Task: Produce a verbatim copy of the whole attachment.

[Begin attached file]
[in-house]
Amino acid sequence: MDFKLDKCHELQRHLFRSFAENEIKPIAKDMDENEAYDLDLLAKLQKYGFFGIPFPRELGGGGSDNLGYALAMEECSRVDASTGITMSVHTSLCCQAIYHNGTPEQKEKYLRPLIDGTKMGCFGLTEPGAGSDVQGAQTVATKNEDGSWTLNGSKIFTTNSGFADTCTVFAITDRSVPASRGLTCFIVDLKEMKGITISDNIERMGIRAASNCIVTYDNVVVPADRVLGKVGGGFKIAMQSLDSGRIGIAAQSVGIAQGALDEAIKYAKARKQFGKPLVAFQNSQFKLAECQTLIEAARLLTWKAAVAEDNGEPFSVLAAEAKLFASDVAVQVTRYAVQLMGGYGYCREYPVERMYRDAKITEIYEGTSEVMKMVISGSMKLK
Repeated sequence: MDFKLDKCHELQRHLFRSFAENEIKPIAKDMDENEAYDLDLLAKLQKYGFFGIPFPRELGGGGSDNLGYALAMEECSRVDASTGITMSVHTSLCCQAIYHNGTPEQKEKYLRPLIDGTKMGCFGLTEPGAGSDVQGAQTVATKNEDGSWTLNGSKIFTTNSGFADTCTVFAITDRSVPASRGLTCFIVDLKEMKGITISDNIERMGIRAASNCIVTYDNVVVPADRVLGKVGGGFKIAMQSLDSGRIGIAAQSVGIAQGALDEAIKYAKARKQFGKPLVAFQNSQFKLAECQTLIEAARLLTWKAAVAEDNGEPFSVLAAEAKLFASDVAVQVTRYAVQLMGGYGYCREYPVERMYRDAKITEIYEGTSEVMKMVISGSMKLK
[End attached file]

[in-house]
Amino acid sequence: MDFKLDKCHELQRHLFRSFAENEIKPIAKDMDENEAYDLDLLAKLQKYGFFGIPFPRELGGGGSDNLGYALAMEECSRVDASTGITMSVHTSLCCQAIYHNGTPEQKEKYLRPLIDGTKMGCFGLTEPGAGSDVQGAQTVATKNEDGSWTLNGSKIFTTNSGFADTCTVFAITDRSVPASRGLTCFIVDLKEMKGITISDNIERMGIRAASNCIVTYDNVVVPADRVLGKVGGGFKIAMQSLDSGRIGIAAQSVGIAQGALDEAIKYAKARKQFGKPLVAFQNSQFKLAECQTLIEAARLLTWKAAVAEDNGEPFSVLAAEAKLFASDVAVQVTRYAVQLMGGYGYCREYPVERMYRDAKITEIYEGTSEVMKMVISGSMKLK
Repeated sequence: MDFKLDKCHELQRHLFRSFAENEIKPIAKDMDENEAYDLDLLAKLQKYGFFGIPFPRELGGGGSDNLGYALAMEECSRVDASTGITMSVHTSLCCQAIYHNGTPEQKEKYLRPLIDGTKMGCFGLTEPGAGSDVQGAQTVATKNEDGSWTLNGSKIFTTNSGFADTCTVFAITDRSVPASRGLTCFIVDLKEMKGITISDNIERMGIRAASNCIVTYDNVVVPADRVLGKVGGGFKIAMQSLDSGRIGIAAQSVGIAQGALDEAIKYAKARKQFGKPLVAFQNSQFKLAECQTLIEAARLLTWKAAVAEDNGEPFSVLAAEAKLFASDVAVQVTRYAVQLMGGYGYCREYPVERMYRDAKITEIYEGTSEVMKMVISGSMKLK